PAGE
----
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In 2001, the Journal of Heritage Studies published a fascinating article by Joan Henderson titled Conserving Colonial Heritage: Raffles Hotel in Singapore. In a section of the article that looks at the history of heritage conservation in Singapore, Henderson highlights four strategies that post-colonial societies can adopt when dealing with buildings inherited from the colonial era: renaming, neglecting, removing and using. She acknowledges that there have been cases of neglect, removal and renaming in Singapore but shows that the overwhelming trend over the last few decades has been using.
The article points out a few reasons why this has been the case. Firstly, the progress made by Singapore since independence has created a self-confident nation that doesn't see colonial buildings as a threat or embarrassment (which could lead to neglect and removal) but rather as a benchmark to show off its subsequent achievements. Secondly, the economic success that Singapore has enjoyed has created an environment where the preservation of built evironment heritage has become a priority. Lastly, and linked to the second reason, the authorities have taken a pragmatic approach towards colonial era buildings, recognising their potential to attract thousands of tourists and contribute to the economy.
Entrance to Raffles Hotel Singapore (The Heritage Portal)
Fullerton Hotel Singapore (The Heritage Portal)
It would be fascinating to see if any solid research has or is being done on this front in South Africa. Despite the highly charged political atmosphere in recent years, I can't think of many examples of the outright removal of colonial buildings. If you know of any please add details in the comments section below (feel free to do the same for any of the strategies). There are definitely more cases of neglect but without more investigation into multiple and complex causes it is hard to link this to an outright strategy.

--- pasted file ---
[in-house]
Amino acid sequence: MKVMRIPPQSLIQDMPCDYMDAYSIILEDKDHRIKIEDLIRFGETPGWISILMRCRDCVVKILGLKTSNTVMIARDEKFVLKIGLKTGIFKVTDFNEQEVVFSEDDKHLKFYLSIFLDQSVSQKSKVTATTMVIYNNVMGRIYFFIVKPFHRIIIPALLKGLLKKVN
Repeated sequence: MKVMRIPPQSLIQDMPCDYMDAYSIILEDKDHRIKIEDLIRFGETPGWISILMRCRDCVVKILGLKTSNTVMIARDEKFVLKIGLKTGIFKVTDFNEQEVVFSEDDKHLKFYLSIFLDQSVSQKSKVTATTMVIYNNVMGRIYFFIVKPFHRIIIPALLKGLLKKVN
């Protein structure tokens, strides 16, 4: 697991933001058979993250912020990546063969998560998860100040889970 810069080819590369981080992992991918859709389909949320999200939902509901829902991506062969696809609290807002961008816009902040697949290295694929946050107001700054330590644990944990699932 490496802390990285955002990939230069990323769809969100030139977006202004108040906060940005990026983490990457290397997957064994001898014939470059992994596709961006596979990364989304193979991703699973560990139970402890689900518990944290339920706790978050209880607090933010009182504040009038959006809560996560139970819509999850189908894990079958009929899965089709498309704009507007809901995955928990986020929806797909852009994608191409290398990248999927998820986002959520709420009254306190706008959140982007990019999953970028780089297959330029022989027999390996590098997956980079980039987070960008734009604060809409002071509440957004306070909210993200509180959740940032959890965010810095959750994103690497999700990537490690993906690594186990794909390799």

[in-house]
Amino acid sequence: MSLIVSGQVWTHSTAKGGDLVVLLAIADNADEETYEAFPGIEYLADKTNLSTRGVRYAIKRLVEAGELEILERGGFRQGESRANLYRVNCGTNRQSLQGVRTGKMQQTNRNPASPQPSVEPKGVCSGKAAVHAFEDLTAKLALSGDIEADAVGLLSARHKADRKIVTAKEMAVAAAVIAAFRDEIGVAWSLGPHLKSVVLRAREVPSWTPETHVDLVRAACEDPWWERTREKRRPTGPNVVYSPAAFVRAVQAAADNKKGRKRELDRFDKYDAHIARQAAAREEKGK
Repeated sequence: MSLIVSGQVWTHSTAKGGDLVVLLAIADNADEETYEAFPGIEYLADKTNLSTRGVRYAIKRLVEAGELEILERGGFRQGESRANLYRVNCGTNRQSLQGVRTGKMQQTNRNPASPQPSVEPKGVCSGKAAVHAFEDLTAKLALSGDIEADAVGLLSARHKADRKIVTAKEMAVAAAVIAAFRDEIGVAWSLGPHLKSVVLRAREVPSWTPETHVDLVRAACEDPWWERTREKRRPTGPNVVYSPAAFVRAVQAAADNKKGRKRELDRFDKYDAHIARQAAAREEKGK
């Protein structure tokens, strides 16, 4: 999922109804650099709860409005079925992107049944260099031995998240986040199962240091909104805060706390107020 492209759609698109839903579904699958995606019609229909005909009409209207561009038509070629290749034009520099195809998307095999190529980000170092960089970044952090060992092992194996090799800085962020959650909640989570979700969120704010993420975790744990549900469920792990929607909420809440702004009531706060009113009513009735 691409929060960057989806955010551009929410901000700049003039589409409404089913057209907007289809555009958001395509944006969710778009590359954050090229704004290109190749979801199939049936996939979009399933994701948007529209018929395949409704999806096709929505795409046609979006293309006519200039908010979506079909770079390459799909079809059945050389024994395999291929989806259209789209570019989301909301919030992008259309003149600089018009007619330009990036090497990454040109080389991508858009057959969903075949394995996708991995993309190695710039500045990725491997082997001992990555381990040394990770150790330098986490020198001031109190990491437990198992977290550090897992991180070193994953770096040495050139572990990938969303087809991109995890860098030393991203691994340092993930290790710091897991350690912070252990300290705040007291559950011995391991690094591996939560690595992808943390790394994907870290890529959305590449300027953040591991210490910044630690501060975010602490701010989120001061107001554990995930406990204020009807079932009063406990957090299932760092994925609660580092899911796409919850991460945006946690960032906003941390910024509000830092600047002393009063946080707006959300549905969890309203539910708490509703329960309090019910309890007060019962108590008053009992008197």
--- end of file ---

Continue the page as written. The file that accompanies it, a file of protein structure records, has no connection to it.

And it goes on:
The Marshall Street Barracks. Neglected for many years. There is still hope for adaptive reuse.
Victoria House, the oldest house in Port Elizabeth, has been in crisis for years (Andrew Reed)
Not much left of Hotel Alice (The Heritage Portal)
I know of a number of cases, particularly in Johannesburg, where buildings have been renamed. The Mutual Building on Harrison Street has been renamed the Nelson Mandela Building. The 1930s building next to the Rand Club that was originally known as the St Andrews Building Society Building is now known as Walter Sisulu House. The building on the north west side of Gandhi Square originally owned by Shell is now Bram Fischer House. There are many more examples in cities across the country of course. I have no solid evidence but it appears as though the renaming of buildings is far less controversial than streets, squares and other public spaces.
Bram Fischer Building Johannesburg (The Heritage Portal)
Walter Sisulu House (The Heritage Portal)
Again, in depth research is needed but it appears as though there are countless cases where colonial buildings are being used in a democratic South Africa. A prime example of this 'using' strategy is the Union Buildings. Having served the colonial administration and then the apartheid regime, the Union Buildings now serve the democratic government. Many city halls built during the colonial period also continue to serve their original purpose or have found new uses. It is important to acknowledge that there has been some controversy over work conducted at the Johannesburg and Tshwane City Halls and that some buildings like the Kroonstad Town Hall have been neglected.
Mandela Statue at the Union Buildings (Raymond Smith)
The Johannesburg City Hall is now home to the Gauteng Legislature (The Heritage Portal)
The Port Elizabeth City Hall still serves its original purpose (The Heritage Portal)
Many landmark hotels built during the colonial era continue to serve guests and while club buildings have struggled to preserve their original purpose, many of them have found new uses. As the CBDs of South Africa's major cities continue to revive there are more and more examples of colonial era commercial buildings that are also getting a new lease on life.
The Mount Nelson Hotel continues to thrive in a democratic South Africa (The Heritage Portal)
The Rand Club has become a prestigious function venue (The Heritage Portal)
A final example of the 'using' strategy worth mentioning is the creation of the Constitutional Court at the Old Fort Complex in Johannesburg in the early 2000s (see main pic). Those involved in the project must be applauded for their courage and vision when selecting the site! The layering of old and new has created a very special place for the citizens of South Africa.
Overall, I hope this short piece will encourage readers to think about and document how the different strategies play out in their towns and cities. Over time it would be great to get a picture of which strategy dominates in South Africa. There may just be a few surprises!